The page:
Founding date: 1650
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The mill is in excellent shape but is being infringed on by the growing village of New Winthorpes and is literally in the backyard of one home, as is the gravestone. The top part of the mill was sealed off to provide a gravity-fed cistern for the village which is no longer in use. The mill machinery lies just outside the mill to the west, and several people have wanted to remove it for scrap iron. Janice Fredrick guards it fiercely and advised that the Government has twice had plans to turn the hilltop area into a park, but to date, this has not materialized. Any further sign of this estate has been eradicated by the intrusion of the village. The oval inscription above the door of the mill with a rope pattern border, states “Giles Blizzard est Anno Domini 1778.” One of the original settlers – “At the request of Dr. Henry Stodden we have surveyed the plantation belonging to Capt. Giles Blizard, and now in the possession of his children, of 155 acres.”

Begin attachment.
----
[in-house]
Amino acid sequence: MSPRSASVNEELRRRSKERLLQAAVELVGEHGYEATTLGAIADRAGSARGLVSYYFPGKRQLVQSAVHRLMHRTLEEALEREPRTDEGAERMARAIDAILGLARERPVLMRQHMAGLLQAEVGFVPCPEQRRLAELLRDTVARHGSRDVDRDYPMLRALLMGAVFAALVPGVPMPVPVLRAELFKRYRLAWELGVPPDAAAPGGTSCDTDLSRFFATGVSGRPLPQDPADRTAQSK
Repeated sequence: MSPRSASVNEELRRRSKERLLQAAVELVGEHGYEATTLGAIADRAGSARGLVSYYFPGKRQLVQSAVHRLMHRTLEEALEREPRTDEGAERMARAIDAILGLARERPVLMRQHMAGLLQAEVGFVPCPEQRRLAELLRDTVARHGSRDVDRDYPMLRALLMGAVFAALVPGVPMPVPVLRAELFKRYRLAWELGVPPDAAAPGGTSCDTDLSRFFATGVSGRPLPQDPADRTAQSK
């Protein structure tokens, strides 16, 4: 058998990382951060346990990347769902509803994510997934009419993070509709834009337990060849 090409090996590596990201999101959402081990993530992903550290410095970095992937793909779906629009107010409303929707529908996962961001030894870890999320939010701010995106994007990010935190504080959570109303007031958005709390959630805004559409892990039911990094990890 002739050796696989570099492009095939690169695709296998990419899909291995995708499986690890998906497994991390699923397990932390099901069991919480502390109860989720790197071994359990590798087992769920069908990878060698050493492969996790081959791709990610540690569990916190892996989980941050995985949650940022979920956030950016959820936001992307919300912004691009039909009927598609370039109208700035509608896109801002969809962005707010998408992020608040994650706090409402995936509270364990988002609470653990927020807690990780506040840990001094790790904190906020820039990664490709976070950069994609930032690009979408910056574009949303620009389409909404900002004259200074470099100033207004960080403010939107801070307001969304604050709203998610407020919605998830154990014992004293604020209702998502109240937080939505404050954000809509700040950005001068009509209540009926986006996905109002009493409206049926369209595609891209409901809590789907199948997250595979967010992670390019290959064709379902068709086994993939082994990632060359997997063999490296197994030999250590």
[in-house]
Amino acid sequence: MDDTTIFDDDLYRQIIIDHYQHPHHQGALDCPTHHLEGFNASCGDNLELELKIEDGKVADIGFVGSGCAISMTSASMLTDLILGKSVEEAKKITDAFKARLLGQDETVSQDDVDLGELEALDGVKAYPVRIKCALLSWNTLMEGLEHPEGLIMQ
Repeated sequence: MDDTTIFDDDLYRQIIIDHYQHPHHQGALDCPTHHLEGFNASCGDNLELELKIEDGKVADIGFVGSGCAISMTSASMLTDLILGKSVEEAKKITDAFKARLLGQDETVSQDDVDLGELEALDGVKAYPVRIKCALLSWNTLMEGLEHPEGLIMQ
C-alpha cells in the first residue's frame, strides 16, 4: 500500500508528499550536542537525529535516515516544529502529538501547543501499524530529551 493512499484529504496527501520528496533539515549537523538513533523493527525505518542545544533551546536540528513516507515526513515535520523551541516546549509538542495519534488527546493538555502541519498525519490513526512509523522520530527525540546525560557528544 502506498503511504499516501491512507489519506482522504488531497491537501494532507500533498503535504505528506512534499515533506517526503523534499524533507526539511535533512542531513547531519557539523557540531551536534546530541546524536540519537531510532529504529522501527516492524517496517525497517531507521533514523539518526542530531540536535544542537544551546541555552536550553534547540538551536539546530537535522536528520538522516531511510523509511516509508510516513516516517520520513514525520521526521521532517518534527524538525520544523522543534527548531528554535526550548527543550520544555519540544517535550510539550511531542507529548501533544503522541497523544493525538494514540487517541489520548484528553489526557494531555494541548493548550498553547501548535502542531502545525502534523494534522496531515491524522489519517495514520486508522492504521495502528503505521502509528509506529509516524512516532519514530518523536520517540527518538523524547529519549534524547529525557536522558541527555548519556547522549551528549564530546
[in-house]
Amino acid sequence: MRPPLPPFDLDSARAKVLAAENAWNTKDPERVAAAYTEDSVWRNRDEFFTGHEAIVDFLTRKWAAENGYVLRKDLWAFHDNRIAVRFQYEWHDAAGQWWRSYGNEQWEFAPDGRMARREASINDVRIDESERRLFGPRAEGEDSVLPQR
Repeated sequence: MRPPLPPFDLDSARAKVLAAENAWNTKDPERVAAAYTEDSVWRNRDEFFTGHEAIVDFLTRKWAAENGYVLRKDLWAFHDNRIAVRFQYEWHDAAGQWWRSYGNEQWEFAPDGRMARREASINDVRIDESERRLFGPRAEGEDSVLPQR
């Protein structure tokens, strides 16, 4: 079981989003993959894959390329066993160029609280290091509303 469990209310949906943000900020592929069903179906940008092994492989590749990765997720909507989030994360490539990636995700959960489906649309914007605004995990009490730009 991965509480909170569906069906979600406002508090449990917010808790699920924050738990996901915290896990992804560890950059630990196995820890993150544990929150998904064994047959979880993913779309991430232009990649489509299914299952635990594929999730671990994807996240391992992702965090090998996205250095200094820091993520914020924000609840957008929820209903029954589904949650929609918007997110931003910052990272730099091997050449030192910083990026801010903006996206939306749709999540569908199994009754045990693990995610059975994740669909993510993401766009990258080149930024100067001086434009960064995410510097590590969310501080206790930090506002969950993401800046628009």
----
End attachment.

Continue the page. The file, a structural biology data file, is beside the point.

Estate Related History/ Timeline
12th December 1688: 1688: “Giles Blizzard, of HMS ‘Dreadnought’ 12 December 1688.” re Oliver Vol.I p.62 1688: